In a tough White House Rose Garden speech Monday night President Donald Trump said that if governors and mayors couldn’t bring peace to the streets of their cities then the president, under his powers and responsibilities as chief executive, would do it for them.
The president then walked across the street from the White House to St. John’s Church and, with other Team Trump members like his daughter Ivanka, Attorney General Bill Barr, Defense Secretary Mark Esper, and Chief of Staff Mark Meadows, held up a Bible to emphasize the resilience of faith in America. When he held up that holy text, Nancy Pelosi, Hillary Clinton and an unholy host of other Democrats damned him for it.
The president said in the Rose Garden, “If governors throughout the country do not deploy the National Guard in sufficient numbers to dominate the streets, the U.S. military would quickly solve the problem for them. We have the greatest country in the world. We’re going to keep it safe.”
The challenge of that statement is breathtaking. President Trump has told state officials across the country that the U.S. Army will enter their states, whether they like it or not, and restore order. This has happened before in our history. In 1832 President Andrew Jackson threatened South Carolina with such an action over a tariff dispute. South Carolina backed down. In 1861 President Abraham Lincoln threatened South Carolina over states rights versus federal rights. That time, South Carolina did not back down and four years of bloody civil war commenced.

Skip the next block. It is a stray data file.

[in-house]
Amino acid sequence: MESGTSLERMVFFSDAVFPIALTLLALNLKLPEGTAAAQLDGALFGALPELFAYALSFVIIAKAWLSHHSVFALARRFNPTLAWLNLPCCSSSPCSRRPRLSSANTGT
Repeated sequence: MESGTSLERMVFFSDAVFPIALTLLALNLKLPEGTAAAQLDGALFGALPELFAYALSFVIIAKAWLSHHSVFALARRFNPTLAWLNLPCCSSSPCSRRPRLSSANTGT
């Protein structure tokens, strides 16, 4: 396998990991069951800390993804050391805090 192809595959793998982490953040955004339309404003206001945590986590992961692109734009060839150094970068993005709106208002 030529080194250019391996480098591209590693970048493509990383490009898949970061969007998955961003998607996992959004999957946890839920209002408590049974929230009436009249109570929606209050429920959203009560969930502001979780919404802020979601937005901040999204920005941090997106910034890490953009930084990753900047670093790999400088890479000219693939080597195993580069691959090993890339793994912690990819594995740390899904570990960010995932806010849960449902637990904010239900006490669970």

Thus the question presents itself: What if one of the governors, as Democrat Governor J.B. Pritzker of Illinois has already done, says no? What if a governor tries to back up his refusal with state forces? Are we looking at a Fort Sumter scenario?
As for the president’s church walk and Bible photo op, it was a brilliant piece of political theater, almost perfect optics, and even better bait. It worked primarily as a profound silent statement that honored faith and the Bible. But it was also designed to elicit mockery and derision from the Democrats and the media. But their snide commentary about religion and the Bible went over the top, as the president knew it would, and will be taken as direct insults to churches and holy scripture.
Thus, in contrast with faith-hating Democrats and the press, the president scores major motivational points with his base. His move also reveals the real media and Democrat attitudes on religion to faith-respecting swing voters. The president threw out the bait and the press and the Democrats swallowed it whole.
Here they are digesting the bait: Nancy Pelosi said, “Yet at a time when our country cries out for unification, this President is ripping it apart. Tear-gassing peaceful protestors without provocation just so that the President could pose for photos outside a church dishonors every value that faith teaches us.” That’s right, gulp it right down Nancy.
Hillary Clinton was not to be left out of the parade, saying, “Tonight the President of the United States used the American military to shoot peaceful protestors with rubber bullets & tear gas them. For a photo op. This is a horrifying use of presidential power against our own citizens, & has no place anywhere, let alone in America. Vote.” Not only is that a blatant lie, but Clinton leaves out those “peaceful protestors” had just finished looting and burning many square blocks of the nation’s capitol.
To these two Democrats, the concept of going to a church to honor the Bible and faith are as foreign to them as faith itself and the U.S. Constitution. In November, they may soon learn the strength of both.